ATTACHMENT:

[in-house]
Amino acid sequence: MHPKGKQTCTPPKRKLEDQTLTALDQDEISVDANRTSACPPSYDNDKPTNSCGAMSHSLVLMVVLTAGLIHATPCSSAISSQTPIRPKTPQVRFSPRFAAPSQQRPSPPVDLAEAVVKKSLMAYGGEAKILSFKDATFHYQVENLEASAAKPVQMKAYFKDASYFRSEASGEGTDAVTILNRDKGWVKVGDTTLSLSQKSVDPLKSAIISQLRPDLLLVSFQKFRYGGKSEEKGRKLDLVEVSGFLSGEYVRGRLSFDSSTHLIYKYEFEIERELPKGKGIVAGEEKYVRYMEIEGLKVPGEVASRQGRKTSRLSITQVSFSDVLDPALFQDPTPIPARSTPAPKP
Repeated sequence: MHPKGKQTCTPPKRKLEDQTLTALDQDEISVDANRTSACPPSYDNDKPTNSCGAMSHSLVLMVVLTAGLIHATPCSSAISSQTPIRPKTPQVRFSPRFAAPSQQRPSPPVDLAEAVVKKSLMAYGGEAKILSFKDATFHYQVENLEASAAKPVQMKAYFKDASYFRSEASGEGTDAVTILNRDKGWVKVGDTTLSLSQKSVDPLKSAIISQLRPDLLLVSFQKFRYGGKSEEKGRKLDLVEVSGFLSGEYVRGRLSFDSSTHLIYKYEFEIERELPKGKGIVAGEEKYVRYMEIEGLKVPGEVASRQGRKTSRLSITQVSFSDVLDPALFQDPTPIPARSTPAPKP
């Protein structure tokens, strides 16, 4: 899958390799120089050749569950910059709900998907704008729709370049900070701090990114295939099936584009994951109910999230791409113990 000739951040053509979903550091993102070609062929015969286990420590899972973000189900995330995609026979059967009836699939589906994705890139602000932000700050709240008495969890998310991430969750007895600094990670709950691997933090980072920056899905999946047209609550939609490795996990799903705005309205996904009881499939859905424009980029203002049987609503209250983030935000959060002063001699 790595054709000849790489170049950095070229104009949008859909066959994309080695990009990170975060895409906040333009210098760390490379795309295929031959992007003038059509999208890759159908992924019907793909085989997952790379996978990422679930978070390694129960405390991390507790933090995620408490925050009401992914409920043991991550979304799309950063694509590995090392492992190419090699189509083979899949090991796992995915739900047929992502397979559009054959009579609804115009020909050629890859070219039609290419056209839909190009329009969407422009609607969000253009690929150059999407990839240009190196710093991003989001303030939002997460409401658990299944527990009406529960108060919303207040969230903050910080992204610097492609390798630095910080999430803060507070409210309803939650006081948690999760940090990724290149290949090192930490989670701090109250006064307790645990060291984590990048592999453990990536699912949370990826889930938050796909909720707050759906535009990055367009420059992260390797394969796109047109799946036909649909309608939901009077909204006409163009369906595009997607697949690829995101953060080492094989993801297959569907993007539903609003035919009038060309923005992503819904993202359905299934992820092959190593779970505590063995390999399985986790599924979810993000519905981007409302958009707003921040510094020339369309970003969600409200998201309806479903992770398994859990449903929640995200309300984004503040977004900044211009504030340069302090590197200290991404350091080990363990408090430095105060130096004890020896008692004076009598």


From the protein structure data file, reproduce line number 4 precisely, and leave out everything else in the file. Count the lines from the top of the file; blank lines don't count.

């Protein structure tokens, strides 16, 4: 899958390799120089050749569950910059709900998907704008729709370049900070701090990114295939099936584009994951109910999230791409113990 000739951040053509979903550091993102070609062929015969286990420590899972973000189900995330995609026979059967009836699939589906994705890139602000932000700050709240008495969890998310991430969750007895600094990670709950691997933090980072920056899905999946047209609550939609490795996990799903705005309205996904009881499939859905424009980029203002049987609503209250983030935000959060002063001699 790595054709000849790489170049950095070229104009949008859909066959994309080695990009990170975060895409906040333009210098760390490379795309295929031959992007003038059509999208890759159908992924019907793909085989997952790379996978990422679930978070390694129960405390991390507790933090995620408490925050009401992914409920043991991550979304799309950063694509590995090392492992190419090699189509083979899949090991796992995915739900047929992502397979559009054959009579609804115009020909050629890859070219039609290419056209839909190009329009969407422009609607969000253009690929150059999407990839240009190196710093991003989001303030939002997460409401658990299944527990009406529960108060919303207040969230903050910080992204610097492609390798630095910080999430803060507070409210309803939650006081948690999760940090990724290149290949090192930490989670701090109250006064307790645990060291984590990048592999453990990536699912949370990826889930938050796909909720707050759906535009990055367009420059992260390797394969796109047109799946036909649909309608939901009077909204006409163009369906595009997607697949690829995101953060080492094989993801297959569907993007539903609003035919009038060309923005992503819904993202359905299934992820092959190593779970505590063995390999399985986790599924979810993000519905981007409302958009707003921040510094020339369309970003969600409200998201309806479903992770398994859990449903929640995200309300984004503040977004900044211009504030340069302090590197200290991404350091080990363990408090430095105060130096004890020896008692004076009598």